Tuesday, July 25, 2017

same day registering to vote is on it's way

From the Globe:

 A huge victory for voters came today from the Suffolk Superior Court who ruled that the 20 day cut-off for voters to register before an election is unconstitutional. In a lawsuit filed last year by the ACLU on behalf of the Chelsea Collaborative and MassVote, argued that the law is unnecessary and arbitrary. Sec Bill Galvin is making arrangements to appeal, but at the end of the day and perhaps before this election season, those who haven't registered to vote will be able to do so on the spot. This is long overdue and will help residents feel n more connected to the voting system and our democracy.

SJC rules local police can't act as arm of ICE

From the Globe

In summary what this means is that local cops can't hold a person who is wanted solely for immigration violations. This does not mean that wanted criminal's will not be detained by local cops if the Fed's want them for other violations. There are a few Republicans at the State House who will propose a bill that flies in the face of the SJC ruling. Not much chance of that bill moving anywhere but the trash can.

Friday, July 21, 2017

Concerts on the Common

I'll have a tent at the Concerts every Friday night from 6:30 to 8:30. Stop by and say hello.


Monday, July 17, 2017

The Marijuana compromise bill... by Senator Bownsberger

We’ve finally reached agreement on a marijuana bill.  I hope that most voters will feel that the language improves on what the majority approved last November while fundamentally respecting the majority’s intentions.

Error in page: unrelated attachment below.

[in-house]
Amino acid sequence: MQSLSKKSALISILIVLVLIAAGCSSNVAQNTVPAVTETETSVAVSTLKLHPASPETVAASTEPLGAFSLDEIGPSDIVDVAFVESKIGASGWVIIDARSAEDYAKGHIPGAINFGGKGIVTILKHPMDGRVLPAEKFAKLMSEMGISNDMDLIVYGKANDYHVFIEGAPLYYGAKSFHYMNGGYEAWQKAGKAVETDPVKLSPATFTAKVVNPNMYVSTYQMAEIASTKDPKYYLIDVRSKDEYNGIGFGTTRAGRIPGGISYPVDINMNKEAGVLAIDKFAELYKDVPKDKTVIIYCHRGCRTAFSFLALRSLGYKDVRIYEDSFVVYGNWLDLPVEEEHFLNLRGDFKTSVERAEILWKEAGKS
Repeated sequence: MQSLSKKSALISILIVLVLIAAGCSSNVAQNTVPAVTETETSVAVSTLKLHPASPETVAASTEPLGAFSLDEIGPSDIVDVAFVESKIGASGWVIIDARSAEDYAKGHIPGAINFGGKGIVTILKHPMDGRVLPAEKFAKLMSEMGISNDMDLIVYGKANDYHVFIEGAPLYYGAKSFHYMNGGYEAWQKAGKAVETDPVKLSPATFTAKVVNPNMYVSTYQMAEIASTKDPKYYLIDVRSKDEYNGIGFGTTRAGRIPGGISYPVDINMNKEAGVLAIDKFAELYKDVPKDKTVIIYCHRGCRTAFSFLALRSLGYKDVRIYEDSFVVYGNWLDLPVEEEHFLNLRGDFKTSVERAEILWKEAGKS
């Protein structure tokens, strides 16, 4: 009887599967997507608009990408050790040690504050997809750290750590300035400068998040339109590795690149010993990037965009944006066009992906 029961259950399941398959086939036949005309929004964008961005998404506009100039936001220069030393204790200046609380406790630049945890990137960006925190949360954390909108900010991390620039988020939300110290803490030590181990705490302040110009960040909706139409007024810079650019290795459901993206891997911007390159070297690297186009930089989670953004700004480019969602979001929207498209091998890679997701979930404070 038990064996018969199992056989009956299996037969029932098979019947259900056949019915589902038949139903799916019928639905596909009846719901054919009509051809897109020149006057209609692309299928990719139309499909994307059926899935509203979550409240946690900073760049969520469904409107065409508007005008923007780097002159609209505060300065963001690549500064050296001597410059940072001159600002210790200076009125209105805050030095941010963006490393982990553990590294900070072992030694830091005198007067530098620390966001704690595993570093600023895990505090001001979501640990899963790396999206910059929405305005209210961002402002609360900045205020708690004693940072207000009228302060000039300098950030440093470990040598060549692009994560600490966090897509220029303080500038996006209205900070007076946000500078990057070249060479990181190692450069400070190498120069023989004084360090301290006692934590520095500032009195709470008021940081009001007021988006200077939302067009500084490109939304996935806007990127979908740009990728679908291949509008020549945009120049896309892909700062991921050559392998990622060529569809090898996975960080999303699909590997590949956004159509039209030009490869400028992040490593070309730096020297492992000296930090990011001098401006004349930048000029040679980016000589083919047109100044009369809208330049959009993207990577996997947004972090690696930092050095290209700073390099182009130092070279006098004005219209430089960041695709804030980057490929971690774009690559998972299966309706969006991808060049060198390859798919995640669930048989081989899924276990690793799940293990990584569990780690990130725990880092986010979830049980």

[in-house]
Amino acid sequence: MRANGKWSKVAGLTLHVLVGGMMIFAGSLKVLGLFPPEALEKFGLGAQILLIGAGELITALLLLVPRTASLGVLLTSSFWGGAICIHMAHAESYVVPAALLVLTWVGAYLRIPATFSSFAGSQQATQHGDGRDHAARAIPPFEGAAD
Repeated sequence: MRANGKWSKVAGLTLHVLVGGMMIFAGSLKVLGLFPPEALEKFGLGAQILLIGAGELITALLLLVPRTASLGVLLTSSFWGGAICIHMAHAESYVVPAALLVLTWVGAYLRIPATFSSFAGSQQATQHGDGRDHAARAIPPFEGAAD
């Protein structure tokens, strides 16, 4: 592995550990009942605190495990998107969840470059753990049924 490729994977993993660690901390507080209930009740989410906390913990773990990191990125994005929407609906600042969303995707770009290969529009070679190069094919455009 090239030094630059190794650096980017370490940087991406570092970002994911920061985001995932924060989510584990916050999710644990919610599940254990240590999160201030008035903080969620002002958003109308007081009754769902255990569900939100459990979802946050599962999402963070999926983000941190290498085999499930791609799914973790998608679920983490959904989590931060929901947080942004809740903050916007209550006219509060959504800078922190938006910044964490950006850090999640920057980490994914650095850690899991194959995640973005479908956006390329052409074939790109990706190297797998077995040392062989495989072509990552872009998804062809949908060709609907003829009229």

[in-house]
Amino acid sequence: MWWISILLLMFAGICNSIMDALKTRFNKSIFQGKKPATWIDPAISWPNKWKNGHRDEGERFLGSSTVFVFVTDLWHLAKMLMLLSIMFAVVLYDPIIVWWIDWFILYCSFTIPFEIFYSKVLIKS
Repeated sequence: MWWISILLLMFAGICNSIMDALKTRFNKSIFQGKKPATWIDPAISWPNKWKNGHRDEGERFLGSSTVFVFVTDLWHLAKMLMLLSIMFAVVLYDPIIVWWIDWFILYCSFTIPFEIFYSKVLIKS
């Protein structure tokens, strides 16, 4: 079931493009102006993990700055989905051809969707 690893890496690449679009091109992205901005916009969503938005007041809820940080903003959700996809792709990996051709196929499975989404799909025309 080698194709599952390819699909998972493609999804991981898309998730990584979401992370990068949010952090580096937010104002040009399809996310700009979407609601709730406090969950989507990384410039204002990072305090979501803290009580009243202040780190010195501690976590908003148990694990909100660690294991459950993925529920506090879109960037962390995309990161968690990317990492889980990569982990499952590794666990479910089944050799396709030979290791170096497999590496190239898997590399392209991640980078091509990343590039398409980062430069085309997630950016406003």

First, to highlight some things that the compromise bill does not do:
As to local voter approval, the compromise does provide that if a community voted against the ballot question last November and local officials want to implement the expressed will of their community by imposing a ban on marijuana establishments, they can do so between now and 2019 without going to the voters a second time.  This affects 91 communities comprising 28% of state’s population.
Second, to highlight the major things the compromise bill does do:
As to regulatory structure and scope,
  • Broadens the governance of the new state regulatory agency, the Cannabis Control Commission, by dividing the appointing authority among the state’s top elected officials.
  • Fills out “boilerplate” powers, duties and procedures for the CCC that were absent in the ballot question language.
  • Strengthens public health protections – the ballot language gave the CCC the authority to regulate advertising, packaging and labelling and to require purity testing, but the compromise bill provides much stronger and more specific direction to the CCC.
  • Defines research questions to be answered by the CCC in the course of implementation.
  • Consolidates the regulation of adult recreational marijuana and medical marijuana under the single new authority.
  • Moves the medical marijuana language approved by the voters in 2012 to a new statutory home as Chapter 94I, while preserving the approved language and regulations issued under it.  Previously, this language was not properly codified.  There are a few minor changes, mostly to clarify and streamline procedures for patients.
  • Clarifies procedures for local ballot questions limiting the number of marijuana establishments and adds new language to assure that zoning and other regulations will not be used to evade the requirement of voter approval for numeric limits.